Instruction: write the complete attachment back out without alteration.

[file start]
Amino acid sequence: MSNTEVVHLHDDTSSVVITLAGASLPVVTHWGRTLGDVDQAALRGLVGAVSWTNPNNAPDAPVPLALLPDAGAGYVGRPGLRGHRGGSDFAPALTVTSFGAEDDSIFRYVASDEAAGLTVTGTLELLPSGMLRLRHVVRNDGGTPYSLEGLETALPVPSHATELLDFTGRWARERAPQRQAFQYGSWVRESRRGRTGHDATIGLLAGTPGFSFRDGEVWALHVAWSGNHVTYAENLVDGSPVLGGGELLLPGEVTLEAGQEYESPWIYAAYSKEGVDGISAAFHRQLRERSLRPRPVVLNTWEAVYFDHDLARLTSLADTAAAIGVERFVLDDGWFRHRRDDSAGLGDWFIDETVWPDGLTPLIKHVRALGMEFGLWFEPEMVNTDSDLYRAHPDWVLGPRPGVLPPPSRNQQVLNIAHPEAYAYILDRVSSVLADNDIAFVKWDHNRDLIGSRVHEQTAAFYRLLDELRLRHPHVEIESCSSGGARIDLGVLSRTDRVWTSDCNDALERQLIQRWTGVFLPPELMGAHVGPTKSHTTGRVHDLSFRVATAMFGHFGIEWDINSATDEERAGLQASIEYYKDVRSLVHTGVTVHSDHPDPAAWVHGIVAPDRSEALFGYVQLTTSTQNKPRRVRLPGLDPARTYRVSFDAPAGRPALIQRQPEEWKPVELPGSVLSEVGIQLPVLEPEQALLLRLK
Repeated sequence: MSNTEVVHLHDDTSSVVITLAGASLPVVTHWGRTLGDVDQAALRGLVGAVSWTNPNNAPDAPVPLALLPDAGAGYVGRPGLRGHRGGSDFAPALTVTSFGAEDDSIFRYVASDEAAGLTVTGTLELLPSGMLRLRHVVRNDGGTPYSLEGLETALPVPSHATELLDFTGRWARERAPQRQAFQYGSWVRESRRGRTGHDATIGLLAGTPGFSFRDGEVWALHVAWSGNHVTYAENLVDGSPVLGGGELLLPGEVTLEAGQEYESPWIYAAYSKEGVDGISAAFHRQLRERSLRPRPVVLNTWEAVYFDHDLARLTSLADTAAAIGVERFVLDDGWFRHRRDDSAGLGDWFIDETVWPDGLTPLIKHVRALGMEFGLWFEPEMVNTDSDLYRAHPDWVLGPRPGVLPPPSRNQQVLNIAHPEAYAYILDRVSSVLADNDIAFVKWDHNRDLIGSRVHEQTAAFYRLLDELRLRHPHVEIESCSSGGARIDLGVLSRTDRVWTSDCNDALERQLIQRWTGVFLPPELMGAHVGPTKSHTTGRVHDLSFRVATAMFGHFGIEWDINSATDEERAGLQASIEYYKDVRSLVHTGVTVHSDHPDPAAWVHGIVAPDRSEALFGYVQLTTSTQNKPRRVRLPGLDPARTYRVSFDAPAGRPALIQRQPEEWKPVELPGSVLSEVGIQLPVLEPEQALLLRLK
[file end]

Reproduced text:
Amino acid sequence: MSNTEVVHLHDDTSSVVITLAGASLPVVTHWGRTLGDVDQAALRGLVGAVSWTNPNNAPDAPVPLALLPDAGAGYVGRPGLRGHRGGSDFAPALTVTSFGAEDDSIFRYVASDEAAGLTVTGTLELLPSGMLRLRHVVRNDGGTPYSLEGLETALPVPSHATELLDFTGRWARERAPQRQAFQYGSWVRESRRGRTGHDATIGLLAGTPGFSFRDGEVWALHVAWSGNHVTYAENLVDGSPVLGGGELLLPGEVTLEAGQEYESPWIYAAYSKEGVDGISAAFHRQLRERSLRPRPVVLNTWEAVYFDHDLARLTSLADTAAAIGVERFVLDDGWFRHRRDDSAGLGDWFIDETVWPDGLTPLIKHVRALGMEFGLWFEPEMVNTDSDLYRAHPDWVLGPRPGVLPPPSRNQQVLNIAHPEAYAYILDRVSSVLADNDIAFVKWDHNRDLIGSRVHEQTAAFYRLLDELRLRHPHVEIESCSSGGARIDLGVLSRTDRVWTSDCNDALERQLIQRWTGVFLPPELMGAHVGPTKSHTTGRVHDLSFRVATAMFGHFGIEWDINSATDEERAGLQASIEYYKDVRSLVHTGVTVHSDHPDPAAWVHGIVAPDRSEALFGYVQLTTSTQNKPRRVRLPGLDPARTYRVSFDAPAGRPALIQRQPEEWKPVELPGSVLSEVGIQLPVLEPEQALLLRLK
Repeated sequence: MSNTEVVHLHDDTSSVVITLAGASLPVVTHWGRTLGDVDQAALRGLVGAVSWTNPNNAPDAPVPLALLPDAGAGYVGRPGLRGHRGGSDFAPALTVTSFGAEDDSIFRYVASDEAAGLTVTGTLELLPSGMLRLRHVVRNDGGTPYSLEGLETALPVPSHATELLDFTGRWARERAPQRQAFQYGSWVRESRRGRTGHDATIGLLAGTPGFSFRDGEVWALHVAWSGNHVTYAENLVDGSPVLGGGELLLPGEVTLEAGQEYESPWIYAAYSKEGVDGISAAFHRQLRERSLRPRPVVLNTWEAVYFDHDLARLTSLADTAAAIGVERFVLDDGWFRHRRDDSAGLGDWFIDETVWPDGLTPLIKHVRALGMEFGLWFEPEMVNTDSDLYRAHPDWVLGPRPGVLPPPSRNQQVLNIAHPEAYAYILDRVSSVLADNDIAFVKWDHNRDLIGSRVHEQTAAFYRLLDELRLRHPHVEIESCSSGGARIDLGVLSRTDRVWTSDCNDALERQLIQRWTGVFLPPELMGAHVGPTKSHTTGRVHDLSFRVATAMFGHFGIEWDINSATDEERAGLQASIEYYKDVRSLVHTGVTVHSDHPDPAAWVHGIVAPDRSEALFGYVQLTTSTQNKPRRVRLPGLDPARTYRVSFDAPAGRPALIQRQPEEWKPVELPGSVLSEVGIQLPVLEPEQALLLRLK